Irish Times Amateur Photographer of the Year: the winners

You entered thousands of photographs, and voted for the People’s Choice Award. Here are the results

Strangers Powered by Horsefeed in the Phoenix Park by Danielle Houghton (cropped)

Strangers Powered by Horsefeed in the Phoenix Park by Danielle Houghton (cropped)

 

The Irish Times Amateur Photographer of the Year for 2015 is Danielle Houghton, from Blackrock in Co Dublin, who specialises in street photography. The judges were especially impressed by her ability to find elements of the extraordinary in ordinary life. Houghton, a member of the street-photography collective Observe (and a full-time mother of three), also shows a keen eye for capturing fleeting moments in well-structured compositions. 

Fun and Passion in Merrion Square by Danielle Houghton

The judges loved her photograph in the Phoenix Park featuring horseboxes, an excited dog, a wind-blown child and a distracted woman. Another image, Fun and Passion in Merrion Square, coolly observes an embracing couple beside an ice-cream van. Her Self-Portrait appears at first to be of a man, but that element is a poster; the photographer is seen as a hatted silhouette. In another image a giant gorilla – an advertisement on a van – appears to be trying to get into her car. The photographer wins the overall award.

 

Photograph of the Year
Travel Photographer of the Year
Portrait Photographer of the Year

The winner of the Photograph of the Year Award is Lexi Novitske, from Pennsylvania, in the United States. An investment manager who loves to travel, she wins this year’s other big prize for her beautiful portrait of a Nenet, or Samoyed, woman among her reindeer. 
The photographer knew of these indigenous people of Arctic Russia from photographs that Sebastião Salgado took in the 1990s. She and her translator camped with a relatively wealthy family who own 2,000 reindeer.
 
She took the photograph one morning in December, a time of year when Siberia has only a couple of hours of light a day. Its bluish tinge creates a wonderful contrast with the warm cheeks of the subject, and the judges loved the off-centre composition. 
 
  Nenet Woman I, by Lexi Novitske, United States. a woman from Russian Siberia selects reindeer from h
 
This photograph of Nadia, the Nenet woman, wins Novitske the portrait award, too. Novitske also wins the travel award with her photograph of a Nenet family skinning a reindeer (see linked gallery) that did not survive the previous day’s journey; the women seem oblivious to the camera, and the tents and chimney smoke complete a perfect composition.

Nature Photographer of the Year

Gold medal: Burrowing owls in Brazil by Eamon Quinn, Howth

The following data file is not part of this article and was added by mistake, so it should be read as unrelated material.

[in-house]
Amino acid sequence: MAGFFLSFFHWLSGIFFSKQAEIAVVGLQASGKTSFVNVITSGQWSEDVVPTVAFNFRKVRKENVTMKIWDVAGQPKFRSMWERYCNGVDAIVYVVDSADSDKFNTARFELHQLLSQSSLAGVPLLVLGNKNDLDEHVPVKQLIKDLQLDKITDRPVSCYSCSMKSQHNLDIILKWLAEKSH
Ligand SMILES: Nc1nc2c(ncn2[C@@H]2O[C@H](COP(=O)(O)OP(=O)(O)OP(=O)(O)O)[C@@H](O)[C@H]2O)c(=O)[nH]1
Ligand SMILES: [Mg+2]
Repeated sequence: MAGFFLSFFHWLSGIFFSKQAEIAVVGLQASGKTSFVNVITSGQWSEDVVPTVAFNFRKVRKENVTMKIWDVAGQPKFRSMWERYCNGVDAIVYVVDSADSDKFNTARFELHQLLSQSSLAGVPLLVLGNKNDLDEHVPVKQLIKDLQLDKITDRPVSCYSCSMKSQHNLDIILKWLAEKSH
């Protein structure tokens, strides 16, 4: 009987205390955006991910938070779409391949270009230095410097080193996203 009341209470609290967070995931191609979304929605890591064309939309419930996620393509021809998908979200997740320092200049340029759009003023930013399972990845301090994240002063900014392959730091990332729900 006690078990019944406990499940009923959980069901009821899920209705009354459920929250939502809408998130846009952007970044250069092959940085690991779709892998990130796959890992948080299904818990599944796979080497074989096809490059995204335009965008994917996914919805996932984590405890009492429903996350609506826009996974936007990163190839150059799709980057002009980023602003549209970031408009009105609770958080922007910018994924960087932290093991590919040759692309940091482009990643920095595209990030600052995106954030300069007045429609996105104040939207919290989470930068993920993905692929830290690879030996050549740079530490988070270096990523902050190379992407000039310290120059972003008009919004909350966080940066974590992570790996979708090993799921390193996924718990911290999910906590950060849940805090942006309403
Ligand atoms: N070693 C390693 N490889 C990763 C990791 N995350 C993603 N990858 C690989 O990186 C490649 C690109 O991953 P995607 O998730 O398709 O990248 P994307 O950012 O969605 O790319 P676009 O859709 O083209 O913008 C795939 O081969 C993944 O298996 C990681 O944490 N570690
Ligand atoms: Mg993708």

Eamonn Quinn, a businessman from Howth, in Co Dublin, was driving to a beach on a kitesurfing holiday in northern Brazil when he noticed what looked like an owl nesting in a hole in a dune. Then he realised it was a whole family of what transpired to be burrowing owls. He got a couple of frames, using a 70-200mm lens, before the group dispersed.

Gallery of Gold, Silver and Bronze winners

Open Photographer of the Year

Gold medal, Floating, by Art Scheunert, Leopardstown, Dublin

Art Scheunert from Leopardstown, in south Dublin, is a yoga teacher who was on Ko Pha Ngan, in Thailand, when he photographed two friends after a session, when everyone was completely relaxed.

Colour Photographer of the Year

Gold medal: You can sleep here, by Shane Connaughton, Dun Laoghaire, Co Dublin

Shane Connaughton from Dún Laoghaire, in Co Dublin, is an amateur photographer who works in the office of Sportsfile, a photo agency. He took You Can Sleep Here on holiday in New York, at a fast-food restaurant in the middle of the night. He took it on film, his preferred medium. “I like the element of surprise with film,” he says. He also scooped this award in 2013.

Monochrome Photographer of the Year

Gold medal: Little Albert, by Chris O'Reilly, Kingswood, Tallaght

Chris O’Reilly from Tallaght, in Dublin, is a student at Dún Laoghaire Institute of Art, Design and Technology. Little Albert is part of a project about visualising fear in children. Having interviewed people to get their interpretation of fear, he decided to create a rag doll with a hint of scarecrow, which he then photographed on a thorn bush. His slightly disturbing image captured the judges’ attention.

Street Photographer of the Year

Gold medal: Preschoolers outside the national gallery of ireland by Phelim O Laoghaire, Bray, Street

Phelim Ó Laoghaire is an 18-year-old student at Coláiste Ráithín, in Bray, Co Wicklow, who carries his camera all the time. In Dublin last winter he captured a group of children reacting to foul weather as they arrived at the National Gallery of Ireland. The judges felt that the image, although soft, captured the children’s misery perfectly. 

Every winner on these pages will receive a trophy by the glass artist Peter McGuire.

Bermingham Cameras People's Choice

People's Choice award

Double Exposure, by Rachel McGarry of BIrr, Co Offaly

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